Barnabo is gratified that these accusations sent to him were for the most, contrary to the truth. However, he deems it opportune to observe that if Metropolitans were to show themselves more inclined to admit and consider the complaints made to them by some against their Bishop, recourse might not so readily be had to this Sacred Congregation. When difficulties are not settled by those to whom they belong, the Sacred Congregation is compelled to lend a willing ear, owing to the deep concern for the right administration of the Church. Barnabo asks that mention be made to Duggan, that the Congregation rejoices that the accusations have been found to be false, and that its good will towards him has not in the least been diminished.

III-2-l - Printed L. - 4pp. - 8vo. - {6}

1868 Oct. 17
Rievers, Father H(enry): Muskegon, (Michigan)
 to Bishop (Peter Paul Lefevere): (Detroit, Michigan)

He would have written sooner, or have sent Father Theodore (Hilarion) Dressen to Detroit to present himself to Lefevere, but they had expected a letter from Father William Takken from day to day, until he heard Lefevere had not yet returned from the missions and he told Driessen to wait. Lefevere's return before he would go to Cumberland. Rievers knows Driessen; he is of respectable parentage, had been in England for some time. Rievers met him in Europe last winter, when he came to visit his parents. He had a leave of six weeks and after three weeks was called back to England and obeyed. Rievers has blamed him for leaving convent, mission, and bishop, but he is young and did not reflect about the consequences. Since he has been in Muskegon he has conducted himself well. He is an able young priest and would make a good missionary. Lefevere could give him a trial, keeping him in the Cathedral.

III-2-l - A.L.S. - 3pp. - 12mo. - {2}

1868 Oct. 18
B(rownson) S(ally) H.: Elizabeth, (New Jersey)
 to Henry (F. Brownson): (Atlanta, Georgia)

Henry's letter to his mother indicated that he and Pifine are keeping house and are in better health. (Mrs. Brownson) had not been aware of the change made in the Commissioner of the Bureau although it is her practice to read the army news. Her husband has been made a present of a wheel chair from some friends in N(ew) Y(ork). On the previous Sunday (Brownson) tried walking throughout the house and today he is dressed for the first time in several days. He has asked his wife to mention, when writing to Henry, that his relapse care about as the result of an overuse of his ankles. He also wishes Henry to know that he considers Grant's election sure and unites with (Mrs. Brownson) in sending their love to Pifine and Henry. He expects from Pifine a glowing account of her housekeeping on their next meeting. The weather has become quite cold in Elizabeth and the Brownson's keep 3 or 4 fires burning at all times. (Brownson) is writing only for the Tablet and there have been several weeks when he could not write even that. He is desirous of having (Henry) verify or deny the reports in Northern papers concerning the murders of Union men in the South.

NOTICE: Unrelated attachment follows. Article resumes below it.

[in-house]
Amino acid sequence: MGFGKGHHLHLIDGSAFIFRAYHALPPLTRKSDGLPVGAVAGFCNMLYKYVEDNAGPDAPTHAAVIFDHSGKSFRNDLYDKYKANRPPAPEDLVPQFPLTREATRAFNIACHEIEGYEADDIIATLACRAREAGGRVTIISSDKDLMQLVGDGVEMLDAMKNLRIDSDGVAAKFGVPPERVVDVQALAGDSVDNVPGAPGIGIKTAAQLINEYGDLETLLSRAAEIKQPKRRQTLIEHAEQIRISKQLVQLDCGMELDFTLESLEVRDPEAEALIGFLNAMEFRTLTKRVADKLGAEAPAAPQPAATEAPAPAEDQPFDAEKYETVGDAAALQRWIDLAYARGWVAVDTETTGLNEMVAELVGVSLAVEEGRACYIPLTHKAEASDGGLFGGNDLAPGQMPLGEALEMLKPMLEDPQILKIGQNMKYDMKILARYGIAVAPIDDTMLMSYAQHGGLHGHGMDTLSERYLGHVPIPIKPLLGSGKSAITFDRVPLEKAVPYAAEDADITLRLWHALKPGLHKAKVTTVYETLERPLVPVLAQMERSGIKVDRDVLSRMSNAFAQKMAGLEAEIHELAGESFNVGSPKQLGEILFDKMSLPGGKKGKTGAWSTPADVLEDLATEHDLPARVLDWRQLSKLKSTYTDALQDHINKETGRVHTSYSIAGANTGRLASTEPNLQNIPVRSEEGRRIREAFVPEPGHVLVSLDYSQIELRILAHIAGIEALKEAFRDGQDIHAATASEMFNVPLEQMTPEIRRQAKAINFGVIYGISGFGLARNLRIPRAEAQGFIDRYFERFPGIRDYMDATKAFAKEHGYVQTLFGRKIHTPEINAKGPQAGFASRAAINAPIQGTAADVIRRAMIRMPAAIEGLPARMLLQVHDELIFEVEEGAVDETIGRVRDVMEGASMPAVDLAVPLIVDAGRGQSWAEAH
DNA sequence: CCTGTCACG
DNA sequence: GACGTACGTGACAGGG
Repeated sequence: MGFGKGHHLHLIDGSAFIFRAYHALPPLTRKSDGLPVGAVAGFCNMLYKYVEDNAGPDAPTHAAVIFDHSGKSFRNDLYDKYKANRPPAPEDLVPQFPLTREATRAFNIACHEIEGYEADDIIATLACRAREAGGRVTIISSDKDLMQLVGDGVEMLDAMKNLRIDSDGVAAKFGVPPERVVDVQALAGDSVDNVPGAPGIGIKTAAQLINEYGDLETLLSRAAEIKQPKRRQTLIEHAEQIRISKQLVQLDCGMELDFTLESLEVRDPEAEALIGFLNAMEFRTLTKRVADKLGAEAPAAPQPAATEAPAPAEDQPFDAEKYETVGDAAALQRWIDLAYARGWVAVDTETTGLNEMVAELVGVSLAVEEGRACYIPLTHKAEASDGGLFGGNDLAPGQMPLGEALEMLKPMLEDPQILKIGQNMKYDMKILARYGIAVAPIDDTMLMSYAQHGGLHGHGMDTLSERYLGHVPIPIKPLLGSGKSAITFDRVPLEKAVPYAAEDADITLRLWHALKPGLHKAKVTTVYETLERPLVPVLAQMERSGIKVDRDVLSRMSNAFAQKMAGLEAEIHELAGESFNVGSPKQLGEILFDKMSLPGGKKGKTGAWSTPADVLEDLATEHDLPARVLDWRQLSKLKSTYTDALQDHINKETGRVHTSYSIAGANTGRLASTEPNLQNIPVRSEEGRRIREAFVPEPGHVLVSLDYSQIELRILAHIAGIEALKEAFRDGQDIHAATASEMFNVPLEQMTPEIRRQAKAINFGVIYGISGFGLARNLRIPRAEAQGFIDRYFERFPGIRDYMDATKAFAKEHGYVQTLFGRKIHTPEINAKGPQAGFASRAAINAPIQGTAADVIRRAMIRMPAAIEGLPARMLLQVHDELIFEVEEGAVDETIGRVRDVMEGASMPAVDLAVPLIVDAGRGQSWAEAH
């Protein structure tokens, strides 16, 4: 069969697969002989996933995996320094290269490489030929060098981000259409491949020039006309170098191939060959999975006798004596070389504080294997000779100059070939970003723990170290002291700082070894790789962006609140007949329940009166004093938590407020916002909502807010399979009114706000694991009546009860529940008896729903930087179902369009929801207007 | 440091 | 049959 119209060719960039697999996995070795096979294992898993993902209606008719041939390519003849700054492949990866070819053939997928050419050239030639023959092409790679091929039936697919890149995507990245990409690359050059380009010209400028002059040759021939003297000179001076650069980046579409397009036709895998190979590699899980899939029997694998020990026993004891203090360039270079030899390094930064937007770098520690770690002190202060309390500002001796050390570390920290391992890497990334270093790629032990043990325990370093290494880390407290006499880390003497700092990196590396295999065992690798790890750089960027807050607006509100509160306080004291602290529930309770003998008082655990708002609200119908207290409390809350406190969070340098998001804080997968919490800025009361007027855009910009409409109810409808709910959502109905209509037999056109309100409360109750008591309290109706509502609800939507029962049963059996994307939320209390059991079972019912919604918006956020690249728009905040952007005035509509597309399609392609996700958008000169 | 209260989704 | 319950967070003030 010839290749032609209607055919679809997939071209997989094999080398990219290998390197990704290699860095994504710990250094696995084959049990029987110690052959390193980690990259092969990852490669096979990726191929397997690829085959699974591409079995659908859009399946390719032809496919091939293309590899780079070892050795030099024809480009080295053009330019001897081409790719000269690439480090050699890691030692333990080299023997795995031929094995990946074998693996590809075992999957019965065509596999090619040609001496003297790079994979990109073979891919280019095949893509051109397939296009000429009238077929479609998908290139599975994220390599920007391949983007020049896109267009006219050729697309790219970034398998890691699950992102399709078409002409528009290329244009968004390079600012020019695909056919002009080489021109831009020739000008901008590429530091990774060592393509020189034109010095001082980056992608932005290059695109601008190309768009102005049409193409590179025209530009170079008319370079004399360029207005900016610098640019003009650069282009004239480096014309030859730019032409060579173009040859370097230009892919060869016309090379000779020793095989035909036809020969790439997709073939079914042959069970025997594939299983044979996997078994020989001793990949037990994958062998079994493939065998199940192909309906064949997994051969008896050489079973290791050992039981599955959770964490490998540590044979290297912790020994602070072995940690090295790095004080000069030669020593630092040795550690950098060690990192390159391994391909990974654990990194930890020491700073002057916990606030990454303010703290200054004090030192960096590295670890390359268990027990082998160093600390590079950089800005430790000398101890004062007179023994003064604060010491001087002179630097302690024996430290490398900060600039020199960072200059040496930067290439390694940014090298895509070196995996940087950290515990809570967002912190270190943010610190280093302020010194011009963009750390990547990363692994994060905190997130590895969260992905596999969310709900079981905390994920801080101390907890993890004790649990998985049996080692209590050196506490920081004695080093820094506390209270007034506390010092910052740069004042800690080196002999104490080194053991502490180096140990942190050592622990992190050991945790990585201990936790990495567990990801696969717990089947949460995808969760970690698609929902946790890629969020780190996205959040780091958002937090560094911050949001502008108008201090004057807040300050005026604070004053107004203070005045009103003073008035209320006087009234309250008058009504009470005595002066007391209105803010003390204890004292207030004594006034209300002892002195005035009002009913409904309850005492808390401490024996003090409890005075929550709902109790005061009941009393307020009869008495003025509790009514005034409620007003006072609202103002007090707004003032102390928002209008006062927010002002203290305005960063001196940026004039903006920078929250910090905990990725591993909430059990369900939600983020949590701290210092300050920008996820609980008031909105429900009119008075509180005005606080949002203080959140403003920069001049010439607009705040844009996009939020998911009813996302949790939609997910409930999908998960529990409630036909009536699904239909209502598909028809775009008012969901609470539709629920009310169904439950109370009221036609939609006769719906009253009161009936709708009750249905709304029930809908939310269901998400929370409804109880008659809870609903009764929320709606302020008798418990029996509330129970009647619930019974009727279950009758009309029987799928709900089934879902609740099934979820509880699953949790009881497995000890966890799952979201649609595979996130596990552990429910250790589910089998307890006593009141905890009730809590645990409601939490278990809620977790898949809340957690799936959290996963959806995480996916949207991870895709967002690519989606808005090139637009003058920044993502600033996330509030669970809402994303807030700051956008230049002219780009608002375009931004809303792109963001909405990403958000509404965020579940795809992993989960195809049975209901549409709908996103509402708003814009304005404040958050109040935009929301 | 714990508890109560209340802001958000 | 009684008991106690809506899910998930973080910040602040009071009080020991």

III-3-a - A.L.S. - 3pp. - 12mo. - {1}

1868 October 19
Wheeler, Father W.: St. Louis, Mo.
 to (James Alphonsus) McMaster: New York, New York.

Three dollars are enclosed for a subscription to the Journal. Because the writer is a twenty year reader of the Journal he gives his notions as regards to McMaster's late criticism of the "Acts Concilii" of which there will soon be an English translation, if the need is so warranted. For present a pamphlet, containing a special report of the Council, would have sufficed. The ambitious priest who keeps quiet is in a parish. The priest in the missions suffer from the arbitrariness of the bishops simply because there is no law in the came and because it is contrary to the spirit of the sacerdotal order to appeal from the Ordinary, to the Pope. Although he formerly opposed the idea, he now advocates that the priests elect their own bishops as was urged some fifteen years before by McMaster and other priests. Often times the priest with the most support is nominated rather than the hard working priest who deserves the title. The same problem exists in regard to Church property, as in Chicago. Archbishop (Peter Richard Kenrick) is almost bankrupt because of his trusting seculars over priests. Bishop James Whelon of Northville holds that the property belongs to the church. Bishop (Patrick V. Lynch) does not.

I-1-n - A.L.S. - 2pp. - 12mo. - {4}

1868 Oct. 21
Sorin, (Father) E(dward) F. (C.S.C.): Notre Dame, (Indiana)
 to (Orestes A. Brownson): (Elizabeth, New Jersey)

Father Sorin must leave for Europe very soon and wants to know for certain if Brownson will continue to write for The Ave Maria; he wishes Brownson would write on the worship of the Virgin Mary and the respect we owe her and the respect she deserves as our Mother. The philosophical and scientific aspects of the Divine Maternity would make suitable subjects. Such a work would be an inspiration through the task, and highly beneficial to others.

I-4-d - A.L.S. - 2pp. - 12mo. - {1}

1868 Oct. 22
Elder, William Henry Bishop of Natchez: Chicago, Illinois
 to Archbishop John Baptist Purcell: Cincinnati, Ohio